County by County Blog

Project updates, commentaries, events and news about health across the nation from the County Health Rankings & Roadmaps team.

New Data Tool Shows How Neighborhoods Matter for Equity and Childhood Opportunity

We know that where we live impacts how long and how well we live. The neighborhoods we grow up in influence our health, educational outcomes, and even life expectancy. In January, Brandeis University released a new, comprehensive data tool, the Child Opportunity Index (COI) 2.0, that helps us to better understand the opportunities available to children in every neighborhood in the United States.

An updated version of its 2014 predecessor (the Child Opportunity Index), the COI 2.0 is the first national measure of child opportunity, covering all 72,000 U.S. neighborhoods at the census-tract level. It quantifies, maps, and compares opportunity by looking at neighborhood conditions—such as proximity to and enrollment in early care and education centers, high school graduation rates, high-skill employment, health insurance coverage, housing vacancy rates, and poverty levels—that matter for children. The index’s 29 indicators, in three areas—education, health and environment, and social and economic—compare levels of neighborhood opportunity to explore if children have equal access to opportunities for a healthy future and are broken down by race and ethnicity. The COI 2.0 ranks all neighborhoods in the U.S. by level of child opportunity, from very low to very high, and analyzes patterns of child opportunity for the 100 largest U.S. metropolitan areas—where two-thirds of children live.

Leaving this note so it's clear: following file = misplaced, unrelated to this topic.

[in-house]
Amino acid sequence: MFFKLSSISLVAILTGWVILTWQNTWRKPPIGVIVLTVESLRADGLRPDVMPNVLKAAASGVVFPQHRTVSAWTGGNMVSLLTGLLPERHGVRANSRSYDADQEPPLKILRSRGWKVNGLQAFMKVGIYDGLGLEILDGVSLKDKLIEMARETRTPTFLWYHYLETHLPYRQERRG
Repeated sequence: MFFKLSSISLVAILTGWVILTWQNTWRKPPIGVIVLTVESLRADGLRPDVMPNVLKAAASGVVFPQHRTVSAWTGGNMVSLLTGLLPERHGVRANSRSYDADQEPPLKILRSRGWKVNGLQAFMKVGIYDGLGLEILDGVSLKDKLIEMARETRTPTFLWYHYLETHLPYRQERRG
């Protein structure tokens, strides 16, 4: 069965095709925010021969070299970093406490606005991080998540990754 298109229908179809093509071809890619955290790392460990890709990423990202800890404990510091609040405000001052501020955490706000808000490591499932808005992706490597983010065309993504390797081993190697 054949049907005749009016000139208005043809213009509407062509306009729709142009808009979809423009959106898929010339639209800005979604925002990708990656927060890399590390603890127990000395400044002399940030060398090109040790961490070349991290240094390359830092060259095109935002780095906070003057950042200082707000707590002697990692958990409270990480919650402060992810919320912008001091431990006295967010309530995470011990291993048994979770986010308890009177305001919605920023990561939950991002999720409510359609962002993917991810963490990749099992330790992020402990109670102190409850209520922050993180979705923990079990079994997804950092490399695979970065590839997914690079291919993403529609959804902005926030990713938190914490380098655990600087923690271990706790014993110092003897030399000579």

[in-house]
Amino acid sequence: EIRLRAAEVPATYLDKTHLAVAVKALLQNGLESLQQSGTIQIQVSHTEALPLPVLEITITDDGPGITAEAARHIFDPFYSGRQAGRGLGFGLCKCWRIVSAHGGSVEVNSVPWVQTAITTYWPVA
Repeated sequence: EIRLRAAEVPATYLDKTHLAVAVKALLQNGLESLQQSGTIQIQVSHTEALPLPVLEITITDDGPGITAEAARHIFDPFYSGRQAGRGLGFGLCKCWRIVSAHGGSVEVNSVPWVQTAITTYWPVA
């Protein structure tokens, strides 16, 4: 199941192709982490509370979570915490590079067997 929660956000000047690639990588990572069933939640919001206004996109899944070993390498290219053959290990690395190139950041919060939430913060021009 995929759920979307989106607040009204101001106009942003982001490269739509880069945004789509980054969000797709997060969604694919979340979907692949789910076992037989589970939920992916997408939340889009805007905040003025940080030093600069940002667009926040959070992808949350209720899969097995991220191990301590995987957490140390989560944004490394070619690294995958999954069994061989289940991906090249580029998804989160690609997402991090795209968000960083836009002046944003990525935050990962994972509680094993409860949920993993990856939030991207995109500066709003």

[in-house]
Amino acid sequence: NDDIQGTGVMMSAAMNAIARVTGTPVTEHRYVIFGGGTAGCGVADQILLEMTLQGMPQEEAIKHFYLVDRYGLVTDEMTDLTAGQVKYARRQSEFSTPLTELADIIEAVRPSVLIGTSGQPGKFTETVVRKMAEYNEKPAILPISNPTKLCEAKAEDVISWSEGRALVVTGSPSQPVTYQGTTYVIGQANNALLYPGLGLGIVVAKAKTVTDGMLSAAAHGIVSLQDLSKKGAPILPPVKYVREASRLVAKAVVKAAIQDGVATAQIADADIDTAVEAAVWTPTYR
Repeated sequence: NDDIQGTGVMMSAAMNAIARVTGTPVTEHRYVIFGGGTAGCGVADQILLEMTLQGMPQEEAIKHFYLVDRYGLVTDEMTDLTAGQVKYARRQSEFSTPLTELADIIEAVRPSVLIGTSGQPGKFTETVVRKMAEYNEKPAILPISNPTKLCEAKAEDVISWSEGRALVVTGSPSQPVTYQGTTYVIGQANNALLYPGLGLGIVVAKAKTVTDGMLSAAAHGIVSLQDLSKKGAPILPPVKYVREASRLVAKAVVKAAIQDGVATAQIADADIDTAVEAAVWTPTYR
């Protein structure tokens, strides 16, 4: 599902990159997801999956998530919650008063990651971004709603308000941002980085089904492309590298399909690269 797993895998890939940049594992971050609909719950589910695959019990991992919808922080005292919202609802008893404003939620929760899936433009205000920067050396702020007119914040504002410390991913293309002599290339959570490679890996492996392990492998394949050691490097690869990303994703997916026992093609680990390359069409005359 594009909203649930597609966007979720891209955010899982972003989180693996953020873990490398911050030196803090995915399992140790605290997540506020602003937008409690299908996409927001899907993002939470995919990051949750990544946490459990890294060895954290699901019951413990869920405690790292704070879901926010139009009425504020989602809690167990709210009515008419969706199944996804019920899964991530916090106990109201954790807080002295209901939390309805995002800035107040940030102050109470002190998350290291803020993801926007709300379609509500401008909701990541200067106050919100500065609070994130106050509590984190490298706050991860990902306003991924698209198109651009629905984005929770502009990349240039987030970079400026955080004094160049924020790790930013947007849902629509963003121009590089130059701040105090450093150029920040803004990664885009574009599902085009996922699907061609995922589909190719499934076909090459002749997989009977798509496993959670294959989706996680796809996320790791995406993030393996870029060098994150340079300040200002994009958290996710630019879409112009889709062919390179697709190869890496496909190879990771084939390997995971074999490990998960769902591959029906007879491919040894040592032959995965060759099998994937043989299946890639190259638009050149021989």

Albany, New York, is one of these 100 metropolitan areas that is already using the COI to identify and address neighborhood challenges that affect their children’s health. After the city looked at data from the 2014 version of the COI it became clear that too many Black children didn’t have access to well-kept, safe, stimulating places to play. Jonathan P. Jones, Albany’s commissioner for recreation, youth, and workforce services, shared the findings with Mayor Kathy Sheehan. Together, they developed a five-year capital improvement plan to revitalize Albany’s highest use and most in-need parks to expand access for more of the city’s kids, and especially among the city’s Black children. Now, four years into implementing the $2 million plan, Jones and his team have revitalized 13 parks and playgrounds across the city. All of the renovated playgrounds are compliant with the Americans with Disabilities Act, and six playgrounds include fitness equipment designed for adults, so parents can also exercise while their children play.

Like the annual County Health Rankings, COI 2.0’s local-level data can help other communities like Albany inform efforts to improve access to opportunities so that children can live healthier lives.

To learn more about the COI 2.0 and to see how your metro area ranks, visit diversitydatakids.org.

 

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